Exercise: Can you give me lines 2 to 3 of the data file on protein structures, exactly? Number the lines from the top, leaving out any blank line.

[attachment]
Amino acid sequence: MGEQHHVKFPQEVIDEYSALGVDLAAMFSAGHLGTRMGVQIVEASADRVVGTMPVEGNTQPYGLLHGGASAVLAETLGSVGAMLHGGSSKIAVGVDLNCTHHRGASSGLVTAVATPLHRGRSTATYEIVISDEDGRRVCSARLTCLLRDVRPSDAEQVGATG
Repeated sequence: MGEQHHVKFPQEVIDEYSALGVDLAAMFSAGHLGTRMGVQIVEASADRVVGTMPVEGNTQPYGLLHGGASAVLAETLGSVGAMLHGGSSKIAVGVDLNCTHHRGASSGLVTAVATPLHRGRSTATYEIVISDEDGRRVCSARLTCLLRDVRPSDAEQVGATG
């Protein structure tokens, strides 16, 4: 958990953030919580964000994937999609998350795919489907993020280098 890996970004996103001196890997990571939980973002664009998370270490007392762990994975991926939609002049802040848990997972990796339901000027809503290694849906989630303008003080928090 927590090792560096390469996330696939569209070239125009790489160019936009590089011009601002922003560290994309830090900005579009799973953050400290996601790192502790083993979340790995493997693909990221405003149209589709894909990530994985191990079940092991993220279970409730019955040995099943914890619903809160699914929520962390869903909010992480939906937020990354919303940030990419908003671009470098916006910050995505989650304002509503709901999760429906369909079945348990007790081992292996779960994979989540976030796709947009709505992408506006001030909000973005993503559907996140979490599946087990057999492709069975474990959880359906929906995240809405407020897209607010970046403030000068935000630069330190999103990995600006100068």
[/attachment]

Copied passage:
Repeated sequence: MGEQHHVKFPQEVIDEYSALGVDLAAMFSAGHLGTRMGVQIVEASADRVVGTMPVEGNTQPYGLLHGGASAVLAETLGSVGAMLHGGSSKIAVGVDLNCTHHRGASSGLVTAVATPLHRGRSTATYEIVISDEDGRRVCSARLTCLLRDVRPSDAEQVGATG
């Protein structure tokens, strides 16, 4: 958990953030919580964000994937999609998350795919489907993020280098 890996970004996103001196890997990571939980973002664009998370270490007392762990994975991926939609002049802040848990997972990796339901000027809503290694849906989630303008003080928090 927590090792560096390469996330696939569209070239125009790489160019936009590089011009601002922003560290994309830090900005579009799973953050400290996601790192502790083993979340790995493997693909990221405003149209589709894909990530994985191990079940092991993220279970409730019955040995099943914890619903809160699914929520962390869903909010992480939906937020990354919303940030990419908003671009470098916006910050995505989650304002509503709901999760429906369909079945348990007790081992292996779960994979989540976030796709947009709505992408506006001030909000973005993503559907996140979490599946087990057999492709069975474990959880359906929906995240809405407020897209607010970046403030000068935000630069330190999103990995600006100068």